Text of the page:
Robert: I checked with Tim on the flights we recommended. He talked to his wife to confirm the travel dates worked for her. He called AA to book the flights, but they were swamped due to people calling with weather related changes. He utilized their call back feature and got a friendly, competent agent.

He told the agent his travel dates and destination and said he wanted to fly Business Class. She found the partner airline flights without needing to be fed the flight numbers. It was ticketed as two one-ways since the partner airlines were different.

Tim and his family are set to travel in Singapore in comfort this summer! Time to sign up for some more AA co-branded credit cards.


What do you think? Any angles we missed? Join the conversation by leaving a comment below. And drop us an email or hit us up on Twitter @Milenomics if you’d got a puzzler we can tackle.

About the author

– Written by Robert Dwyer, contributor at Milenomics. Connect with me on Twitter @RobertDwyer


  1. This is brilliant – seriously. I’ve never thought of my cache of AA miles as particularly useful…pleasantly surprised to learn I’m wrong.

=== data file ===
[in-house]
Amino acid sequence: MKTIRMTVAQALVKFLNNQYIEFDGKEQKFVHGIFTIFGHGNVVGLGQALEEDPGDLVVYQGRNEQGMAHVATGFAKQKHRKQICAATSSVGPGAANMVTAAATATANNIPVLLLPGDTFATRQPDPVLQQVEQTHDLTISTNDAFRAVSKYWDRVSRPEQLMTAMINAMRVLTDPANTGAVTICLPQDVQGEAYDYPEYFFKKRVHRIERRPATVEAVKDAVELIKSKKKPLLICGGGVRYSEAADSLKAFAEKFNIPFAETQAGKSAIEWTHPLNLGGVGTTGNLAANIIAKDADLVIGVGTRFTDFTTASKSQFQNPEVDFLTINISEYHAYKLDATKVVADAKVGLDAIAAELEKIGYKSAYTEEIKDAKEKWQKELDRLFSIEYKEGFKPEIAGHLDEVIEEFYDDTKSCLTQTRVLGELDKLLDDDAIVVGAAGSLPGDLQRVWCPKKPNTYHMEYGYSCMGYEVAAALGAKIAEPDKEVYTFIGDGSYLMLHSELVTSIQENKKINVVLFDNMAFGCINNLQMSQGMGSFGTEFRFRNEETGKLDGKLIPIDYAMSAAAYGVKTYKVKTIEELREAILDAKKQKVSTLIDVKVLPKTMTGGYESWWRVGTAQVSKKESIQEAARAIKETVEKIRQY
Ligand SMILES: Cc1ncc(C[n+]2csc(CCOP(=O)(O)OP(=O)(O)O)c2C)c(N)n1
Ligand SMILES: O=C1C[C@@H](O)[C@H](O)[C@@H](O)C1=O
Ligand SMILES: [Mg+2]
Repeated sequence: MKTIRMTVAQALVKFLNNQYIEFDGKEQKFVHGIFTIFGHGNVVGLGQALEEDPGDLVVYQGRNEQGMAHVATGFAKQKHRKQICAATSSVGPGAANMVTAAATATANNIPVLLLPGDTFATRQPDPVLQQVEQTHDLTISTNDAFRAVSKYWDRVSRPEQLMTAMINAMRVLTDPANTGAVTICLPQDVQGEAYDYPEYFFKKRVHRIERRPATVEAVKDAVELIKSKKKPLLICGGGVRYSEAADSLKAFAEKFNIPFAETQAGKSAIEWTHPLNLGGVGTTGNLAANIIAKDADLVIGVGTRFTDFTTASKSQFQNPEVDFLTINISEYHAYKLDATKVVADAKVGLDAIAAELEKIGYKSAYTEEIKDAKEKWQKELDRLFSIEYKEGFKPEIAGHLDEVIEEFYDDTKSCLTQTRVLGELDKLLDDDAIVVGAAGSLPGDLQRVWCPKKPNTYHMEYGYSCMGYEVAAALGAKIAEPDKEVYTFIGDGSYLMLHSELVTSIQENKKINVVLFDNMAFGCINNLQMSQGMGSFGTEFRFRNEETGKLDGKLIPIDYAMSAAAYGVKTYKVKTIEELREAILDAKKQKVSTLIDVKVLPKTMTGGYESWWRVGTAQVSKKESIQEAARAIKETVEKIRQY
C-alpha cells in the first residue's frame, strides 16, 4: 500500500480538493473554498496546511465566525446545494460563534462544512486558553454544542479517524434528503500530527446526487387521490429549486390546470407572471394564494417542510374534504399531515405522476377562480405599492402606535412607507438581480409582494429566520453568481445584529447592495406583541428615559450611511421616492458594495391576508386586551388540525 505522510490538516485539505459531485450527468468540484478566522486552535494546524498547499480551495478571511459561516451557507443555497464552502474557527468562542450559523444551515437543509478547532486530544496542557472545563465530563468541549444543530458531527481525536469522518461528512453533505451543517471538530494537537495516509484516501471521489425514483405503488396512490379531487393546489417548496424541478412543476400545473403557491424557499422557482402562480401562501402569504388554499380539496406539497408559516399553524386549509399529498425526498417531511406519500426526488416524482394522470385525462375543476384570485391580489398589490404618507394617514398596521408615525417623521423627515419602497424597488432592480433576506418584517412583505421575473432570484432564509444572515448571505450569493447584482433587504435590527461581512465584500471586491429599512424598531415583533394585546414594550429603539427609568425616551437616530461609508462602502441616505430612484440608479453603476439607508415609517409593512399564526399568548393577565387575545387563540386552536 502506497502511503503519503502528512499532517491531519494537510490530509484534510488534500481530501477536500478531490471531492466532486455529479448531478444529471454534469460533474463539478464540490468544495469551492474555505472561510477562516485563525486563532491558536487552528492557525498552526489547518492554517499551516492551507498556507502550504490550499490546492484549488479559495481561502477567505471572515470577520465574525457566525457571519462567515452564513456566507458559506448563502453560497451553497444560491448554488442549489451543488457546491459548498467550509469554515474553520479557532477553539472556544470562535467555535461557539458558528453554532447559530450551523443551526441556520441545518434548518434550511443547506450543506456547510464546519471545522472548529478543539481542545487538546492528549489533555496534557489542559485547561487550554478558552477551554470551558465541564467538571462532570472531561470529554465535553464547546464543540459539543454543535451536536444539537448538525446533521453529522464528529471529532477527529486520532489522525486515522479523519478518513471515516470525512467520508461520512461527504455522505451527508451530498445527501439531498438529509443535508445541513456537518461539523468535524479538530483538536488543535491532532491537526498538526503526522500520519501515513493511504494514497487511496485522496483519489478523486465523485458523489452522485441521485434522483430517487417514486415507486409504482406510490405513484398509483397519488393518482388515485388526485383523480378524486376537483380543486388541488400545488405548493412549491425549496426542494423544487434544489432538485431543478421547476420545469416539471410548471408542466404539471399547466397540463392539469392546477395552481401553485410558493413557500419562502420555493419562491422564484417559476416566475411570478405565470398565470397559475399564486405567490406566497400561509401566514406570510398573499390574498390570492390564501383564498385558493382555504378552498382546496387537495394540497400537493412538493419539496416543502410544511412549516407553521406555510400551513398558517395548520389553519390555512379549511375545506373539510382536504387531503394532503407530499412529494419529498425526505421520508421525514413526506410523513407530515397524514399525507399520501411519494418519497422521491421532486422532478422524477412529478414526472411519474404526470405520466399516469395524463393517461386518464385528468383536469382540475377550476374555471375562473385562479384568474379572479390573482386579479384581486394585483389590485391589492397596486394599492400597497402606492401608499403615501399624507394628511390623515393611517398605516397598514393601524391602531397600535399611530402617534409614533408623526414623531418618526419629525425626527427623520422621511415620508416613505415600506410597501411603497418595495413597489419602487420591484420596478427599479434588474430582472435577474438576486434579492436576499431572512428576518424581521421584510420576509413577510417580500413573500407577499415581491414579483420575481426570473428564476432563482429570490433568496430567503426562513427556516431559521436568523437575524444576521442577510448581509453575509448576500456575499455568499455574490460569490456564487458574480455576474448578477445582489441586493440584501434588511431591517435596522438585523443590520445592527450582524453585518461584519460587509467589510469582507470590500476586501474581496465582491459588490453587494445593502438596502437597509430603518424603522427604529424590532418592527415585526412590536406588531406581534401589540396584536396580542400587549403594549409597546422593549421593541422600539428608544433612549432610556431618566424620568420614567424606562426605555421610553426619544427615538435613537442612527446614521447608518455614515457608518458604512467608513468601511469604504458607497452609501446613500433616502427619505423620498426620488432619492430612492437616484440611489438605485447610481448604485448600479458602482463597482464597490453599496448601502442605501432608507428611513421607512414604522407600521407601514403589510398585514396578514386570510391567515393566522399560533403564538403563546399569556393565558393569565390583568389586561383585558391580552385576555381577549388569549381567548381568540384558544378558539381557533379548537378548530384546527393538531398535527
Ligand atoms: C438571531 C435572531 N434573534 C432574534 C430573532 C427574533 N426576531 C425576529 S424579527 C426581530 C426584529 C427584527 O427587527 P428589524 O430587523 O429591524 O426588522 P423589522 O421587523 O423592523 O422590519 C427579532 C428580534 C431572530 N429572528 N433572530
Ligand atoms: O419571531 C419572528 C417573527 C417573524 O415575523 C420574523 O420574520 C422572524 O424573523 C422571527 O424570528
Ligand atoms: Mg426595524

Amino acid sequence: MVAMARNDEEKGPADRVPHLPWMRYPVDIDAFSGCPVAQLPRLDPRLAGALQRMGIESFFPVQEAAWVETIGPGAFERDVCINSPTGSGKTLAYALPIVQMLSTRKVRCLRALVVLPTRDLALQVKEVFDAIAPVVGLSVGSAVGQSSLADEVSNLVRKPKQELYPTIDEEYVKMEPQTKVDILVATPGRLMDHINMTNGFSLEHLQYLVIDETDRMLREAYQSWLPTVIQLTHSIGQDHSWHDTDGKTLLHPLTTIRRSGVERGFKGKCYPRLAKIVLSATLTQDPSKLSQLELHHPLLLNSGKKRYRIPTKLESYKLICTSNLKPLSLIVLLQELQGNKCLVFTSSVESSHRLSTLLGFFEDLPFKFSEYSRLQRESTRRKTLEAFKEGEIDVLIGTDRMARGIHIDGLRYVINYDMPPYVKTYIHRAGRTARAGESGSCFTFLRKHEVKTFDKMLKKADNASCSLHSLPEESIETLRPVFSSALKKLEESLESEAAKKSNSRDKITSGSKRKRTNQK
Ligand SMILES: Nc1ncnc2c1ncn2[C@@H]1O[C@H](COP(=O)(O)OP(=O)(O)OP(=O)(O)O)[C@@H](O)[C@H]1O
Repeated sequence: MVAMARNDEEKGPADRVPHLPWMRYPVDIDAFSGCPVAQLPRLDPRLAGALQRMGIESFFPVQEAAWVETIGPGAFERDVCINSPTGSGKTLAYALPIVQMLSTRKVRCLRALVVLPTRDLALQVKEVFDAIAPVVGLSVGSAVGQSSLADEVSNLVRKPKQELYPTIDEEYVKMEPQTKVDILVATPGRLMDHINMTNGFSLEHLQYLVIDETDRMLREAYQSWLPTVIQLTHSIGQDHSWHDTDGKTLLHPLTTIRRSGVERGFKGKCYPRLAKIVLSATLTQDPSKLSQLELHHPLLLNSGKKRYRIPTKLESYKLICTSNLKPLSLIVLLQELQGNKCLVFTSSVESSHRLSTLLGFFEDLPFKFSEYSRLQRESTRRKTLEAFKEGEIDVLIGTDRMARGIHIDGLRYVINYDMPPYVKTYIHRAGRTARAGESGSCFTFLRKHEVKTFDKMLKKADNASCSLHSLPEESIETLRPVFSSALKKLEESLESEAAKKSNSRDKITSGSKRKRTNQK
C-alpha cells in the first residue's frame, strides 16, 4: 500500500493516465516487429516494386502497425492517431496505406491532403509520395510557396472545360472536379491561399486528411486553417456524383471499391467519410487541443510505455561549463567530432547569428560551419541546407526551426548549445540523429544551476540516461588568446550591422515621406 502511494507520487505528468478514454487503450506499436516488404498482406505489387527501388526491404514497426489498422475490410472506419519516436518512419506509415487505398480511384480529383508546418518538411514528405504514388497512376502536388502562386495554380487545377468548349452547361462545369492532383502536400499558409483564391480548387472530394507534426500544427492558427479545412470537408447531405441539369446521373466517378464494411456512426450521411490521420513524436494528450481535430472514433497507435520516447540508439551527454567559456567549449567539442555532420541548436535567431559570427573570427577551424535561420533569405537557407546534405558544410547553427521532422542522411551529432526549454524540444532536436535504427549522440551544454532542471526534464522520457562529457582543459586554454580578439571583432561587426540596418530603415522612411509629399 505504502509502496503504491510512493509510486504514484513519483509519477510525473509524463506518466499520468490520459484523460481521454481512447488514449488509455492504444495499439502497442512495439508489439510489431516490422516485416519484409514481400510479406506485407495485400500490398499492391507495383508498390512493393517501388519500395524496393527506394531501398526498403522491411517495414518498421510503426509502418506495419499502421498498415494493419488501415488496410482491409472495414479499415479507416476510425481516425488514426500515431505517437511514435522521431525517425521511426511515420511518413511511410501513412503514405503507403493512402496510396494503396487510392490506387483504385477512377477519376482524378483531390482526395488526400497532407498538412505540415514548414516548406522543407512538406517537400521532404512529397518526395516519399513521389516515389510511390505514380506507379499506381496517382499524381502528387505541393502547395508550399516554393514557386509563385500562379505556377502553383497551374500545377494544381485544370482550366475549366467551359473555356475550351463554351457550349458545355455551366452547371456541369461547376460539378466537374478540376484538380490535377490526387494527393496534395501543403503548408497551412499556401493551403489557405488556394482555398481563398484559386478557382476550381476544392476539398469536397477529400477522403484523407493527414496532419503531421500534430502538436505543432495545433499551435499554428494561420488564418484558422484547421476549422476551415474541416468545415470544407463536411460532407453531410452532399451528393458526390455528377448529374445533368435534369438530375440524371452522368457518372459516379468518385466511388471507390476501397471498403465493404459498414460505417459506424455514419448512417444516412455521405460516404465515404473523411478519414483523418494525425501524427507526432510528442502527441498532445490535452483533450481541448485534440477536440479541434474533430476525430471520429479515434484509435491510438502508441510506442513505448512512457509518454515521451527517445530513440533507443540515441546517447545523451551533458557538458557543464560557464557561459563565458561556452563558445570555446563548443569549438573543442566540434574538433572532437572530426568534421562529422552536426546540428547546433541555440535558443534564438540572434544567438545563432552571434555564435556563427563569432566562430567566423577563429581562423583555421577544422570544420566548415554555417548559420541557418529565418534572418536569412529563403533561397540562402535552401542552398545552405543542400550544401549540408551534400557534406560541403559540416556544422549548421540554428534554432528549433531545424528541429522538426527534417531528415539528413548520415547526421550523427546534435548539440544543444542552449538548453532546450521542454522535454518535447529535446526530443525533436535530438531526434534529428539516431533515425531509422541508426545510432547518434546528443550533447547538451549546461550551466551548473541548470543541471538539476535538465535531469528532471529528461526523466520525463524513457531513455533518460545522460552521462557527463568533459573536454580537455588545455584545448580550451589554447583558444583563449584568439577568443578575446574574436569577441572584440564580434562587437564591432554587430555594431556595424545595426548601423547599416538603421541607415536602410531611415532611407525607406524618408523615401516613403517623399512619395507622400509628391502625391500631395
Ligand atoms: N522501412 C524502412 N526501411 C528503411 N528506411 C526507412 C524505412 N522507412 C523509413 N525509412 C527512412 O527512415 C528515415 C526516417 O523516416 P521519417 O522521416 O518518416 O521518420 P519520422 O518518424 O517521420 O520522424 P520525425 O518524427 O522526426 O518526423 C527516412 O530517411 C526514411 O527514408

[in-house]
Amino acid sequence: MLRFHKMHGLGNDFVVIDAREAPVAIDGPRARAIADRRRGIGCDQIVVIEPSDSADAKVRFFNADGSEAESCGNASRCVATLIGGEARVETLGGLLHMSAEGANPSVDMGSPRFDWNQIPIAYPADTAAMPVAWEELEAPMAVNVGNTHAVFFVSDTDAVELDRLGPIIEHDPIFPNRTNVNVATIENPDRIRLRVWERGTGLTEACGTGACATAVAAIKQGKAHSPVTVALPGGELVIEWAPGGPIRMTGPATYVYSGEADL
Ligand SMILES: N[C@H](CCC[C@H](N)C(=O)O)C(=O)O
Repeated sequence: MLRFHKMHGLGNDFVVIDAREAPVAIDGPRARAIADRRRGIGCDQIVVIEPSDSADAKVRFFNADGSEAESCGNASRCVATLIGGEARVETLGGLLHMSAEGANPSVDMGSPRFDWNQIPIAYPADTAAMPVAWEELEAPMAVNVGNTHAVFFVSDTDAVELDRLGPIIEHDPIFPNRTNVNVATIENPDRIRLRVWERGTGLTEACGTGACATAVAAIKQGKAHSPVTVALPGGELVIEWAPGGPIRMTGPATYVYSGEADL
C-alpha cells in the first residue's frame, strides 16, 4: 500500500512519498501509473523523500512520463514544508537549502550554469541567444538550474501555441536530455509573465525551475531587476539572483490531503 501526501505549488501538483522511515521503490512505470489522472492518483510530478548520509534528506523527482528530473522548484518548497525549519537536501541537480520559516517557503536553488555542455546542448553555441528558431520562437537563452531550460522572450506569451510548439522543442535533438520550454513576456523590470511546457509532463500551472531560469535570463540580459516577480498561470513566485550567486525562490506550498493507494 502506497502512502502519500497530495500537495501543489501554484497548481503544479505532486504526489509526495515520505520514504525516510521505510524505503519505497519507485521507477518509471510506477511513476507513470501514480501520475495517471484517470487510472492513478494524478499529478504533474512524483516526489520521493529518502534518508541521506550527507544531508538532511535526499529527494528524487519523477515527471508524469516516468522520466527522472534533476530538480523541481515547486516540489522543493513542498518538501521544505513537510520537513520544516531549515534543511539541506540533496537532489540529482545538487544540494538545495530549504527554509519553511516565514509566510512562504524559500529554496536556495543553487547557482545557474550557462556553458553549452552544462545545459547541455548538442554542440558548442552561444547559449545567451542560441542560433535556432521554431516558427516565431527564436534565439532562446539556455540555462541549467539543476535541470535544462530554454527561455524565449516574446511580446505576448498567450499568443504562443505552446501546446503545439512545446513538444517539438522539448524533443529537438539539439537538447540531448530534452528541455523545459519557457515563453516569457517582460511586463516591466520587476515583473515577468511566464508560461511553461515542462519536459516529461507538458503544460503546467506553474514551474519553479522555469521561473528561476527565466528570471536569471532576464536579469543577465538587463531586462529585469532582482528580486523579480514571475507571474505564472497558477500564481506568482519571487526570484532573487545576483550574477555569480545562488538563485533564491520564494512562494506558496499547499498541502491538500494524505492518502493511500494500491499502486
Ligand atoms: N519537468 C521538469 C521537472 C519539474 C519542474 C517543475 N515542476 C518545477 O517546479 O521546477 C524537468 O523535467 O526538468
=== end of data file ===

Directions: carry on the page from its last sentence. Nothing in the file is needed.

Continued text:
2. Plus I would bet/hope each of the adults has an AA card for the 10%/10k rebate, just make sure each adult uses some (100k+) miles.

    The other nice thing about AA miles on this haul is a possible free positioning flight for those of us outside of an international hub.

    1. That’s a great point, Steve.
      I checked with Tim and he does already have the AA Plat for the 10% rebate.
      He’s therefore already on his way to rebuilding his AA balances.

  3. I hate booking AA over the phone. They always get the spelling of our names wrong and it takes too long, specially if you’re booking more than one person. Also, why does it cost more AA miles to get from mainland US to Southeast Asia than from Hawaii to Southeast Asia, making it not even worth booking business class?

    1. Hi P, thanks for the comment. That’s just the way AA has stacked the deck RE:HI-SE Asia. I think Tim’s gotten a good value for his AA miles. They’re not the cheapest way to book what we have written about here but they’re the cheapest way for Tim to do it, and represent a great way to get 3 business class seats on good premium carriers. The only other alternatives for Tim are to spend $4,000+ per person or fly in coach.